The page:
Post by Daryl » Tue Sep 18, 2018 4:07 am

The current year tax deferral is at my marginal tax rate. In three decades, when I take RMDs, I'll be "filling in" the lowest tax brackets first and my effective tax rate in retirement will be significantly less than my current marginal tax rate. When that happens, "tax deferral" essentially turns into "tax savings".

Juice3
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Re: 401k: Why not only after-tax?

Post by Juice3 » Tue Sep 18, 2018 4:39 am

international001 wrote:
Tue Sep 18, 2018 3:53 am
But this is not my question. My question is wether it's a good strategy to use only after-tax 401k. So I can flexibly decide which funds go to pre-tax and which funds go to Roth (after mega backdoor conversion) Or there is something I didn't think about?
You must decide how much fund pre tax 401K and after tax 401K / Roth 401K BEFORE you make the contributions. It is possible that your personal answer would be 0 pre tax and all after tax.

The advantage of after tax 401K contributions is they allow you to increase you annual maximum Roth contribution. However, because after tax 401K earnings are taxed as ordinary income, it is not recommended to allow investments to linger. Rather after tax 401K contributions should be converted to a Roth because earnings in the Roth are not taxed.

In other words, you have already decided how much you are funding pre tax and after tax when you make the 401K contribution. It would be silly to not actually complete the mega back door conversion of the after tax contributions to a Roth. Of course this all assumes the 401K plan allows both after tax contributions AND in service rollovers i.e. Mega Back Door Roth.

The scenarios where all after tax make sense is when your current margin tax rate is lower/same as you expect your future rate to be AND that you can afford to lock up your money with the Roth withdraw rules AND that you can pay the current taxes. I have most often heard people apply mega door when they are converting taxable after tax savings to Roths.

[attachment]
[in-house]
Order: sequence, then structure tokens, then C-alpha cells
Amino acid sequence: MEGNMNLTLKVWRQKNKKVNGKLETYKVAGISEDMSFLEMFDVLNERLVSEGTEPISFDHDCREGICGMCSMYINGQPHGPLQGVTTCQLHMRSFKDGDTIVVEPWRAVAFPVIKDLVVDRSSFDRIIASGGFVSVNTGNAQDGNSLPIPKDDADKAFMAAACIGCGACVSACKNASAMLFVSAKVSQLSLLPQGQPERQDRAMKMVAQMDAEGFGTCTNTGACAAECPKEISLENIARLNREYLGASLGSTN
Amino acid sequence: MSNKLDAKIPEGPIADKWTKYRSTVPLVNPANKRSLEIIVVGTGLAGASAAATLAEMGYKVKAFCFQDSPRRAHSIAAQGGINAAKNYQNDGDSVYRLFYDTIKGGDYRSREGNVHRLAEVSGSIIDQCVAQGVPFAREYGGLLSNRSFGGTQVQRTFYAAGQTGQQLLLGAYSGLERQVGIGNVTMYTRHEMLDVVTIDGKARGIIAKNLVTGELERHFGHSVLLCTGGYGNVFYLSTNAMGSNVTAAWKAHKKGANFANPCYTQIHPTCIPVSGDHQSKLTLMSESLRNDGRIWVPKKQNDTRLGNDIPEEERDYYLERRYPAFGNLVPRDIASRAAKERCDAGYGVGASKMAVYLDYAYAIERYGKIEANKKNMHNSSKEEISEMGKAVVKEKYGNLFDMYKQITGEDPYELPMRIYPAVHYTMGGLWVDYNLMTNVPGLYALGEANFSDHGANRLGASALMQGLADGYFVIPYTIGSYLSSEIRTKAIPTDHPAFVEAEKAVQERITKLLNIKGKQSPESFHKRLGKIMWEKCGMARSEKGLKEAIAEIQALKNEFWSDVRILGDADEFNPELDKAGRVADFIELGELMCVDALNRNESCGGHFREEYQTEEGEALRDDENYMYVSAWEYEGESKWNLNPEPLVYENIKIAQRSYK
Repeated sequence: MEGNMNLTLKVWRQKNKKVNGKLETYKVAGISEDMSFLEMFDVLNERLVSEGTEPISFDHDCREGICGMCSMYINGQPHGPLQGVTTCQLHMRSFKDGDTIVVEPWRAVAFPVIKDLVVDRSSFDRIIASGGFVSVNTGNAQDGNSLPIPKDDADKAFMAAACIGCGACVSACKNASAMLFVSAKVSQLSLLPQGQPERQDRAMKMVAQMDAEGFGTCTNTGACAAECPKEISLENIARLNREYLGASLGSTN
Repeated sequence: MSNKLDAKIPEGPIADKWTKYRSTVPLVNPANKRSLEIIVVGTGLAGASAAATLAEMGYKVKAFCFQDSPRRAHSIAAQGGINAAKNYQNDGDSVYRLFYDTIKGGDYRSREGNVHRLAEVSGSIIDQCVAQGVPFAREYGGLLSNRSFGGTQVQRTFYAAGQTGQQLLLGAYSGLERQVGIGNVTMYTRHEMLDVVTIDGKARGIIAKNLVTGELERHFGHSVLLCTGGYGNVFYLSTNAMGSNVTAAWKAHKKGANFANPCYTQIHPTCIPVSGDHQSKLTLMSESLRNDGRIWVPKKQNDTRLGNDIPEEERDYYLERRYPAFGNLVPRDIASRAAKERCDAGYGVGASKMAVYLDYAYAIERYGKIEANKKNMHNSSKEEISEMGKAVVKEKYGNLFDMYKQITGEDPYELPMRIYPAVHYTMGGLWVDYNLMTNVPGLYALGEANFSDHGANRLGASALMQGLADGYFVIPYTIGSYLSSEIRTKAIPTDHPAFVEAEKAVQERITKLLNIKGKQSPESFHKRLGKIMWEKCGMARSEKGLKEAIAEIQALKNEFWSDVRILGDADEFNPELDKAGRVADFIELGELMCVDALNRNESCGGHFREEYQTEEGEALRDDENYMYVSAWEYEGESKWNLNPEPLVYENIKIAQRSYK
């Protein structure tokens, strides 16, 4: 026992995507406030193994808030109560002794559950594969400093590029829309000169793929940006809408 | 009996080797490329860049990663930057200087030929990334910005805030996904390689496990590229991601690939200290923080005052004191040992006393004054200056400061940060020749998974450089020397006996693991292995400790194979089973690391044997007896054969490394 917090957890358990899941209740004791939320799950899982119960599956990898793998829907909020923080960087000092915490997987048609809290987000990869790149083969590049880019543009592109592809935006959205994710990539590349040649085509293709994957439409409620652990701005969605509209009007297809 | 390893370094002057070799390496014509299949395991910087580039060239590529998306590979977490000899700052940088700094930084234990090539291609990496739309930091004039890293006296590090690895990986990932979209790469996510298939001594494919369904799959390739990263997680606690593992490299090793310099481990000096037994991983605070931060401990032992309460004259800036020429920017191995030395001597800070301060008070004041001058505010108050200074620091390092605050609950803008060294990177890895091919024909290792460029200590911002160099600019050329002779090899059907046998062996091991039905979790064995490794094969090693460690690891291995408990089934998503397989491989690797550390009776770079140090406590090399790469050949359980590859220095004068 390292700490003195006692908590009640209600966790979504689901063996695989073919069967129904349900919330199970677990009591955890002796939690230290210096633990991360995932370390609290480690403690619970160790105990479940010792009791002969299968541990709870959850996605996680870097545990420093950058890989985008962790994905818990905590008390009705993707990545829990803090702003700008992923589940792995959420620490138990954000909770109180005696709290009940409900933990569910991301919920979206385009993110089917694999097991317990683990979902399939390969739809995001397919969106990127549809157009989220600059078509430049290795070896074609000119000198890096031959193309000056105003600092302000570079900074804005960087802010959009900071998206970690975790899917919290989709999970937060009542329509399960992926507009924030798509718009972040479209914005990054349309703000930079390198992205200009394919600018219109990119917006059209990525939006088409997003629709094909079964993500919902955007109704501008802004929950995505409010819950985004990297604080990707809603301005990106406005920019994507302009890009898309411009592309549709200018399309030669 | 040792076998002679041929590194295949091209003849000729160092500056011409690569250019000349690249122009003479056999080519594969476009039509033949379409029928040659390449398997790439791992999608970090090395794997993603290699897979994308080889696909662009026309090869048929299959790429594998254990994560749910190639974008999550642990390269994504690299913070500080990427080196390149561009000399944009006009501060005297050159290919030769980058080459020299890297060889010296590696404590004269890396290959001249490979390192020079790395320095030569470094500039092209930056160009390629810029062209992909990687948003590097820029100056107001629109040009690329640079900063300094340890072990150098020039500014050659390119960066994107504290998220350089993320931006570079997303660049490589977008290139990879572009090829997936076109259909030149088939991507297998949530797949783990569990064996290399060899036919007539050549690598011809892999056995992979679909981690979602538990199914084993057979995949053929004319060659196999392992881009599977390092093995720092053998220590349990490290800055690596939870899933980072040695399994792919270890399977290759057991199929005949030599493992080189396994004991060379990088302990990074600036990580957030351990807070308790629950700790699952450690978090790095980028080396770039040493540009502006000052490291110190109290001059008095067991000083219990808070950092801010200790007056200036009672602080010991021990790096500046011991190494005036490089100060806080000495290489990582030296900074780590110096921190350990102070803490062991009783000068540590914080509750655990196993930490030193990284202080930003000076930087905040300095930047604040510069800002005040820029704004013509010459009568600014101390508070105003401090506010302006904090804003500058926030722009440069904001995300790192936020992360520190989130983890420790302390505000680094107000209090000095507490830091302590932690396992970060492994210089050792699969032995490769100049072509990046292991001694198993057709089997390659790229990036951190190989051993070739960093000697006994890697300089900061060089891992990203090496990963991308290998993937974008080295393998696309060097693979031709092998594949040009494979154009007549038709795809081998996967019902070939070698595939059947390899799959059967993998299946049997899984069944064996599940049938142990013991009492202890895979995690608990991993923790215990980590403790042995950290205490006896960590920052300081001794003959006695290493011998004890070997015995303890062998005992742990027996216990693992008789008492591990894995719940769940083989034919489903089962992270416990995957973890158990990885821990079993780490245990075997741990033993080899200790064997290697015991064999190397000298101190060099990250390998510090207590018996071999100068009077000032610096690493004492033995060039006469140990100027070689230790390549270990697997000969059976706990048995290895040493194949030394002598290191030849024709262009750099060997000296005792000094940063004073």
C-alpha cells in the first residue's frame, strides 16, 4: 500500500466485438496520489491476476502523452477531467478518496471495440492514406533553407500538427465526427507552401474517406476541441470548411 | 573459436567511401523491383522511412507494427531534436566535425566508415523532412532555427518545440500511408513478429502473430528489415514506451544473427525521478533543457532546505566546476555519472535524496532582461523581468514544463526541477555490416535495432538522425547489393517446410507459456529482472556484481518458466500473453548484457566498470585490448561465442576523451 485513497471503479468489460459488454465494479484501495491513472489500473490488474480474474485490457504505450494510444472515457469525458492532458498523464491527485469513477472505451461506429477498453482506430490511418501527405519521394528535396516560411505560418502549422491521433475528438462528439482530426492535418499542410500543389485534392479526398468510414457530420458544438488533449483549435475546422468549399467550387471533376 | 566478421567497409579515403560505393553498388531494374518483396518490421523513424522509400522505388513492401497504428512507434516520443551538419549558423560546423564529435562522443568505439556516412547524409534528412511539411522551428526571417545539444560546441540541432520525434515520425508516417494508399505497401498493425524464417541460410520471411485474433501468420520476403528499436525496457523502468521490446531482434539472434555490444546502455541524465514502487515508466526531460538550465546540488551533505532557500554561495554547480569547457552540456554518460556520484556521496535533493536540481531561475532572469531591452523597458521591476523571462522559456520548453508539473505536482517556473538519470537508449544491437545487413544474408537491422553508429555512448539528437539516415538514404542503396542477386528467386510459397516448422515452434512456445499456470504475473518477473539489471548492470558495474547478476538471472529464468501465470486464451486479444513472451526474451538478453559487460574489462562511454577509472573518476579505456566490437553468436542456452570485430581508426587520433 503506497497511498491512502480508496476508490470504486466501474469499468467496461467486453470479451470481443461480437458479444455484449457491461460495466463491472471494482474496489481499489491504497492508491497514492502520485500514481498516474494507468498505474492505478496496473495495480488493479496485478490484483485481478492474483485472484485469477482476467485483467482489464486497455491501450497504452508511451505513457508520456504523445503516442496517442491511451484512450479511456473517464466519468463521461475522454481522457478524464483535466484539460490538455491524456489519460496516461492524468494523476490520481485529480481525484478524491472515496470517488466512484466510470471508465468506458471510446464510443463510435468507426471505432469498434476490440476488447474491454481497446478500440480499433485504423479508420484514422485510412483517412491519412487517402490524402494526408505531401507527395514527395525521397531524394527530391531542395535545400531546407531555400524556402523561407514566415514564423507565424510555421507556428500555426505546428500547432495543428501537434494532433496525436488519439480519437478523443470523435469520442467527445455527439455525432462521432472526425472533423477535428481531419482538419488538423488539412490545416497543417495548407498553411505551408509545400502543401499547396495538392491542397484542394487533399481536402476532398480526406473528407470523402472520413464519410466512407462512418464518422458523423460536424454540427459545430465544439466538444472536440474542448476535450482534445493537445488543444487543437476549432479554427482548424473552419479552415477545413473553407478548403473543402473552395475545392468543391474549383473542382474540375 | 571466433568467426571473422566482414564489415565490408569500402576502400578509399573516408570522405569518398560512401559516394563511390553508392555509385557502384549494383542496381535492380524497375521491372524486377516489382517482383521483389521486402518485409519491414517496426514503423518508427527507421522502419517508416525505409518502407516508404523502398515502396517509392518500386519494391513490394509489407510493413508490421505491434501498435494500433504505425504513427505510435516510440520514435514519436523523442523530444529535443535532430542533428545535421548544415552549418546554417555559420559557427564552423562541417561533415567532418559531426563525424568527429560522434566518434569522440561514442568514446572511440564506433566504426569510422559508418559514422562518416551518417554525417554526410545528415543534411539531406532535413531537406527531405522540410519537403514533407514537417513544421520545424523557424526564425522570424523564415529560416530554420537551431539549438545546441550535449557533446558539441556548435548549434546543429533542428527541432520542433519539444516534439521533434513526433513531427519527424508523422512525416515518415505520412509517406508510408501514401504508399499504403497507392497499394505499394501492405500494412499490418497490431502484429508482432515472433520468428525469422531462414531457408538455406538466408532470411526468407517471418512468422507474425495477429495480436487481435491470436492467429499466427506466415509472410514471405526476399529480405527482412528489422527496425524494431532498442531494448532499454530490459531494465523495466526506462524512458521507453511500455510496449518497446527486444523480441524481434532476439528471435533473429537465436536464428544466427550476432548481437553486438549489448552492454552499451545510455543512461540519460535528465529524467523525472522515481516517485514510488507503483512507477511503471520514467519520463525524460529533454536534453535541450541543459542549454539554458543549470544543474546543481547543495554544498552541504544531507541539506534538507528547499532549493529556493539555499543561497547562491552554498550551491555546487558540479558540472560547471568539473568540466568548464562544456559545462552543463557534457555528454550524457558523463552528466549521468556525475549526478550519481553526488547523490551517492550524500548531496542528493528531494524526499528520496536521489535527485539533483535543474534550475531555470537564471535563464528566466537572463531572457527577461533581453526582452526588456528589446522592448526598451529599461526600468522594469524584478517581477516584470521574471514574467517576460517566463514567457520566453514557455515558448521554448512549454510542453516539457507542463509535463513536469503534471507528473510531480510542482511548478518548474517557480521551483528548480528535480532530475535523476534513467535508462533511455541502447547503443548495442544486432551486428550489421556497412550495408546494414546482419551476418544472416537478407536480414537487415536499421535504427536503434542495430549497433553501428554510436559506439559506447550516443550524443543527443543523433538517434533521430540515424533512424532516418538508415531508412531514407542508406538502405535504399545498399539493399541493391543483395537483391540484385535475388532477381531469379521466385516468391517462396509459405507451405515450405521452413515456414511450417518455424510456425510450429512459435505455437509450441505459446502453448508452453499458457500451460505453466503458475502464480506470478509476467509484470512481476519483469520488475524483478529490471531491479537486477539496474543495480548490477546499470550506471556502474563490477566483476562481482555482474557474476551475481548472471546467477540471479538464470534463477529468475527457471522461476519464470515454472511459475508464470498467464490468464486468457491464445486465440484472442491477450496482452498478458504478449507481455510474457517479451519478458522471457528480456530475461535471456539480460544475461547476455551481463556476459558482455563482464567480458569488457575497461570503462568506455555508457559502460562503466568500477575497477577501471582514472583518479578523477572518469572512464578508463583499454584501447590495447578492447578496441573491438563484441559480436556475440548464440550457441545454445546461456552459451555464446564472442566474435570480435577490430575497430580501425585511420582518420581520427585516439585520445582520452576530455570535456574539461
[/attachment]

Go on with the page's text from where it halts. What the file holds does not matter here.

401K plans allowing after tax contributions and in service widthdralws seems to be the exception not the rule.

rkhusky
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Re: 401k: Why not only after-tax?

Post by rkhusky » Tue Sep 18, 2018 6:03 am

Make sure you have considered the effects of SS taxation and taxes on qualified dividends and cap gains. Both can cause marginal rates to be higher than one might expect. See https://www.bogleheads.org/wiki/Taxatio ... y_benefits

I see no reason to want marginal tax rates to be the same now and in retirement. I want the lowest now and lowest in retirement, such that my overall after-tax value is highest.

Do you get employer matching on after-tax contributions? Can you do after-tax contributions, without first maxing Traditional or Roth 401k contributions?

B. Wellington
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Re: 401k: Why not only after-tax?

Post by B. Wellington » Tue Sep 18, 2018 6:07 am

David Jay wrote:
Mon Sep 17, 2018 5:38 pm
I have seen a number of threads where people are balancing pre-tax and after-tax in their 401K accounts.

The bottom line: It is more efficient to use pre-tax if you expect to be in a lower tax bracket at withdrawal, it is more efficient to use after-tax if you expect to be in a higher tax bracket at withdrawal.